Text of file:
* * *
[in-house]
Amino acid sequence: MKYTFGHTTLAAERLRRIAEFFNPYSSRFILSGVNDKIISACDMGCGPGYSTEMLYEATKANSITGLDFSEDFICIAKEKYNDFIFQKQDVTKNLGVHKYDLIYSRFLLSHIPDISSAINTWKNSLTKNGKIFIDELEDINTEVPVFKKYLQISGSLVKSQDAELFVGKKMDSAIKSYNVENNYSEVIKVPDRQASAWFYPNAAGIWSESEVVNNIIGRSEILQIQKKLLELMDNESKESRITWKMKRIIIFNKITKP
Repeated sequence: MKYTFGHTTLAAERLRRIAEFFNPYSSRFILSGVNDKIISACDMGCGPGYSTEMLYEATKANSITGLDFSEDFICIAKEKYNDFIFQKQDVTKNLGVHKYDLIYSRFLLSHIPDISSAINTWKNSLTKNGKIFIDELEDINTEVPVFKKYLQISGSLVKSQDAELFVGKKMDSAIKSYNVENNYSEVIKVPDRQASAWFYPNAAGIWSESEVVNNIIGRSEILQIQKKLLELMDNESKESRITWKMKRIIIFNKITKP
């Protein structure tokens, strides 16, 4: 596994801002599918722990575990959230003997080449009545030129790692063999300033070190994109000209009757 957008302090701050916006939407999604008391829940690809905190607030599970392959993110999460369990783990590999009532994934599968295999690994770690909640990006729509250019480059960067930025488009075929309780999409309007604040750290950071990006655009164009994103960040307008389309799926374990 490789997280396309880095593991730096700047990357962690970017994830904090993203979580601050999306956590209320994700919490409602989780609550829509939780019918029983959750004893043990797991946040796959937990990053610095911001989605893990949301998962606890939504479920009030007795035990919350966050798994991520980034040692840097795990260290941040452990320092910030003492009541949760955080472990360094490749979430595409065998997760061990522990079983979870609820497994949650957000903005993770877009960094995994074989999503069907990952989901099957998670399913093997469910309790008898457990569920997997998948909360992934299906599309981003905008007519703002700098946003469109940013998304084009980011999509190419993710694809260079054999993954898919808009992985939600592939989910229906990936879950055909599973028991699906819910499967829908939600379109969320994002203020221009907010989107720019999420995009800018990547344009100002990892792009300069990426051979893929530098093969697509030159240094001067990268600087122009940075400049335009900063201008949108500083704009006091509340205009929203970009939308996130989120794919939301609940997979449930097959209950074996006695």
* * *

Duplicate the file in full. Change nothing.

[in-house]
Amino acid sequence: MKYTFGHTTLAAERLRRIAEFFNPYSSRFILSGVNDKIISACDMGCGPGYSTEMLYEATKANSITGLDFSEDFICIAKEKYNDFIFQKQDVTKNLGVHKYDLIYSRFLLSHIPDISSAINTWKNSLTKNGKIFIDELEDINTEVPVFKKYLQISGSLVKSQDAELFVGKKMDSAIKSYNVENNYSEVIKVPDRQASAWFYPNAAGIWSESEVVNNIIGRSEILQIQKKLLELMDNESKESRITWKMKRIIIFNKITKP
Repeated sequence: MKYTFGHTTLAAERLRRIAEFFNPYSSRFILSGVNDKIISACDMGCGPGYSTEMLYEATKANSITGLDFSEDFICIAKEKYNDFIFQKQDVTKNLGVHKYDLIYSRFLLSHIPDISSAINTWKNSLTKNGKIFIDELEDINTEVPVFKKYLQISGSLVKSQDAELFVGKKMDSAIKSYNVENNYSEVIKVPDRQASAWFYPNAAGIWSESEVVNNIIGRSEILQIQKKLLELMDNESKESRITWKMKRIIIFNKITKP
């Protein structure tokens, strides 16, 4: 596994801002599918722990575990959230003997080449009545030129790692063999300033070190994109000209009757 957008302090701050916006939407999604008391829940690809905190607030599970392959993110999460369990783990590999009532994934599968295999690994770690909640990006729509250019480059960067930025488009075929309780999409309007604040750290950071990006655009164009994103960040307008389309799926374990 490789997280396309880095593991730096700047990357962690970017994830904090993203979580601050999306956590209320994700919490409602989780609550829509939780019918029983959750004893043990797991946040796959937990990053610095911001989605893990949301998962606890939504479920009030007795035990919350966050798994991520980034040692840097795990260290941040452990320092910030003492009541949760955080472990360094490749979430595409065998997760061990522990079983979870609820497994949650957000903005993770877009960094995994074989999503069907990952989901099957998670399913093997469910309790008898457990569920997997998948909360992934299906599309981003905008007519703002700098946003469109940013998304084009980011999509190419993710694809260079054999993954898919808009992985939600592939989910229906990936879950055909599973028991699906819910499967829908939600379109969320994002203020221009907010989107720019999420995009800018990547344009100002990892792009300069990426051979893929530098093969697509030159240094001067990268600087122009940075400049335009900063201008949108500083704009006091509340205009929203970009939308996130989120794919939301609940997979449930097959209950074996006695």